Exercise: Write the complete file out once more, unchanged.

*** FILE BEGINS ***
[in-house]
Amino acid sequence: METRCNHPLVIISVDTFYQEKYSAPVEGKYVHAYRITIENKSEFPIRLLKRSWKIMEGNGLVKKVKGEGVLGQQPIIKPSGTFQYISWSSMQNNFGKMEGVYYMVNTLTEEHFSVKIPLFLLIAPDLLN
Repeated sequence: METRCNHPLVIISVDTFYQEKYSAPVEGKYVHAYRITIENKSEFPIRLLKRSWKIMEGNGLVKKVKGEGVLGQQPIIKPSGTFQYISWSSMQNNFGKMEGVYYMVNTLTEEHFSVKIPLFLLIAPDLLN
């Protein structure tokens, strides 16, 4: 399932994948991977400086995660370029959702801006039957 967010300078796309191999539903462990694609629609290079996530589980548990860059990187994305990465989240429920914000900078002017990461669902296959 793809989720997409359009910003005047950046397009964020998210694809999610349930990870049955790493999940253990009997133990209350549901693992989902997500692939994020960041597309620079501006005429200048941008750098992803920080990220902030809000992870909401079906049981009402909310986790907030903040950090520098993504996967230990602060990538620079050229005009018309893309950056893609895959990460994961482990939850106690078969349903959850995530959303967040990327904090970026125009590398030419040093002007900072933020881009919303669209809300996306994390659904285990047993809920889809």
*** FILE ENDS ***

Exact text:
[in-house]
Amino acid sequence: METRCNHPLVIISVDTFYQEKYSAPVEGKYVHAYRITIENKSEFPIRLLKRSWKIMEGNGLVKKVKGEGVLGQQPIIKPSGTFQYISWSSMQNNFGKMEGVYYMVNTLTEEHFSVKIPLFLLIAPDLLN
Repeated sequence: METRCNHPLVIISVDTFYQEKYSAPVEGKYVHAYRITIENKSEFPIRLLKRSWKIMEGNGLVKKVKGEGVLGQQPIIKPSGTFQYISWSSMQNNFGKMEGVYYMVNTLTEEHFSVKIPLFLLIAPDLLN
């Protein structure tokens, strides 16, 4: 399932994948991977400086995660370029959702801006039957 967010300078796309191999539903462990694609629609290079996530589980548990860059990187994305990465989240429920914000900078002017990461669902296959 793809989720997409359009910003005047950046397009964020998210694809999610349930990870049955790493999940253990009997133990209350549901693992989902997500692939994020960041597309620079501006005429200048941008750098992803920080990220902030809000992870909401079906049981009402909310986790907030903040950090520098993504996967230990602060990538620079050229005009018309893309950056893609895959990460994961482990939850106690078969349903959850995530959303967040990327904090970026125009590398030419040093002007900072933020881009919303669209809300996306994390659904285990047993809920889809």